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Publication numberUS7794831 B2
Publication typeGrant
Application numberUS 11/471,817
Publication dateSep 14, 2010
Filing dateJun 21, 2006
Priority dateJul 28, 2003
Fee statusPaid
Also published asUS20060240232
Publication number11471817, 471817, US 7794831 B2, US 7794831B2, US-B2-7794831, US7794831 B2, US7794831B2
InventorsTom V. Faris
Original AssigneeVampire Optical Coating, Inc.
Export CitationBiBTeX, EndNote, RefMan
External Links: USPTO, USPTO Assignment, Espacenet
Overcoating substrate with polyelectrolyte formed from a dianhydride in solvent; polyamic acids; antireflective film; inorganic layer of sputter coated oxide e.g. TiO2, indium tin oxide etc.
US 7794831 B2
Abstract
An anti-reflection coating comprising a first polymeric layer having a refractive index between about 1.64 and about 1.85 is disposed on a substrate. A second polymeric layer is also provided having a refractive index between about 1.29 and about 1.55, and overlies the first polymeric layer. An inorganic metal oxide layer 30 also overlies the first polymeric layer.
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Claims(19)
1. An anti-reflection coating comprising:
a first polymeric layer having a refractive index between about 1.64 and about 1.85, the first polymeric layer being disposed on a substrate, the first polymeric layer comprising a polyelectrolyte, the polyelectrolyte including a plurality of aromatic groups and nitrogen atoms in a main polymer chain, all the aromatic groups in the main polymer chain being arranged in a substantially coplanar manner, the polyelectrolyte having a refractive index of at least about 1.64 at a wavelength of about 680 nm;
a second polymeric layer having a refractive index between about 1.29 and about 1.55 overlying the first polymeric layer; and
an inorganic layer overlying the first polymeric layer.
2. The coating of claim 1, the inorganic layer having a thickness between about 5 nm to about 200 nm.
3. The coating of claim 1, the first polymeric layer comprising a plurality of uniformly dispersed colloidal particles.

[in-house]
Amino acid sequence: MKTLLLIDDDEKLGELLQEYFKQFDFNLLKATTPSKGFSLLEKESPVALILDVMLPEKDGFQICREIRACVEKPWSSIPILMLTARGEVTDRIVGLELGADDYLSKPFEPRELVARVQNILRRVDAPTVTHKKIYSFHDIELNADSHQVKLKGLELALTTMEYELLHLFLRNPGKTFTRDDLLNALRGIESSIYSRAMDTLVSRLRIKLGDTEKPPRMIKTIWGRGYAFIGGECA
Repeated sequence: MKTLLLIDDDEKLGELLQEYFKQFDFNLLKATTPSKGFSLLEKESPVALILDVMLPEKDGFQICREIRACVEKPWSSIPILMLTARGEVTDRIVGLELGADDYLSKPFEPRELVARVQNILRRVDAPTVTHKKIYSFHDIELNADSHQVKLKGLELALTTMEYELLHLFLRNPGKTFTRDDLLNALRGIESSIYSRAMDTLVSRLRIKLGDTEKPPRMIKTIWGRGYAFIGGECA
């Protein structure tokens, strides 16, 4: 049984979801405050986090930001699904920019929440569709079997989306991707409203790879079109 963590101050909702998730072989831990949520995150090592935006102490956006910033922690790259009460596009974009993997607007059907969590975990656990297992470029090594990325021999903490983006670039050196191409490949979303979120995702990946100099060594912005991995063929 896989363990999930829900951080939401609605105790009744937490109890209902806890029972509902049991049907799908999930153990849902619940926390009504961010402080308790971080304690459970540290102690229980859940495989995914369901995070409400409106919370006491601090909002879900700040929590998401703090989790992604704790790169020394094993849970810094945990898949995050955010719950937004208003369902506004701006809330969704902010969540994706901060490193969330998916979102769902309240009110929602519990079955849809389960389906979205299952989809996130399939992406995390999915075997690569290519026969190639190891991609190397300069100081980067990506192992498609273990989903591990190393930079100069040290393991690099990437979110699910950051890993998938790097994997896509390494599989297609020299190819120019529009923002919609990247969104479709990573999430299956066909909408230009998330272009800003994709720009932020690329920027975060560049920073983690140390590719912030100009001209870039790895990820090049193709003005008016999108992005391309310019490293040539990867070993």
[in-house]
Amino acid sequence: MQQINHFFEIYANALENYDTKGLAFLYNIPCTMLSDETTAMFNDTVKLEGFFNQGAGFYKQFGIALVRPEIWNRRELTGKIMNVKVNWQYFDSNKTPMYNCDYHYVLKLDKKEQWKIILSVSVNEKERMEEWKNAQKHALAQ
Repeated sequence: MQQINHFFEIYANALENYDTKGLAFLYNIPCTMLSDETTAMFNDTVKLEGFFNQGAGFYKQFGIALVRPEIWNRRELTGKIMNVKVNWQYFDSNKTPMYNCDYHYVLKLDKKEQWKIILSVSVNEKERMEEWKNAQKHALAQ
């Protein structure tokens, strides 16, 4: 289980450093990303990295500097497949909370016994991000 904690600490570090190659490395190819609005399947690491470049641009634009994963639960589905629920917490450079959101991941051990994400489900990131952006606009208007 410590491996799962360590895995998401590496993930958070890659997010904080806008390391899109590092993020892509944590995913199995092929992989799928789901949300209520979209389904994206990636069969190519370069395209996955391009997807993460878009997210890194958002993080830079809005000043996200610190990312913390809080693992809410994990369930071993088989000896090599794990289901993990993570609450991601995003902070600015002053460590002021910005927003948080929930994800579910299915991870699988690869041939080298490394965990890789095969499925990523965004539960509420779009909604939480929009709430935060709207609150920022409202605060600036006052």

4. The coating of claim 1, the polyelectrolyte being formed from a dianhydride.
5. The coating of claim 1, the second polymeric layer comprising an actinic radiation curable composition, the actinic radiation curable composition having a refractive index between about 1.35 and about 1.55.
6. The coating of claim 1, the second polymeric layer comprising at least one of a fluorinated material or an air-dry aliphatic resin.
7. The coating of claim 1, the inorganic layer comprising a sputtered inorganic material.
8. The coating of claim 1, the second polymeric layer being coated with a reactive fluoro-silicone layer.
9. The coating of claim 1, the oxide layer having a refractive index that is higher than the refractive index of the first polymeric layer.
10. The coating of claim 1, the inorganic layer comprising at least one oxide selected from the group consisting of titanium dioxide, indium tin oxide, zirconium oxide, bismuth oxide, hafnium oxide, antimony oxide, tin oxide, tantalum oxide, indium oxide, niobium pentoxide, zinc oxide, and mixtures thereof.
11. The coating of claim 1, the inorganic layer being interposed between the first polymeric layer and the second polymeric layer.
12. The coating of claim 1, the second polymer layer being interposed between the inorganic layer and the first polymeric layer.
13. An anti-reflection coating comprising:
a first polymeric layer having a refractive index between about 1.64 and about 1.85, and further having a thickness between about 20 nm and about 250 nm, the first polymeric layer being disposed onto a substrate, the first polymeric layer comprising a polyelectrolyte formed from a dianhydride, the dianhydride including a plurality of aromatic groups arranged in a substantially coplanar manner and all the aromatic groups in a main polymer chain of the polyelectrolyte arranged in a substantially coplanar manner and all the aromatic groups in a main polymer chain of the polyelectrolyte arranged in a substantially coplanar manner;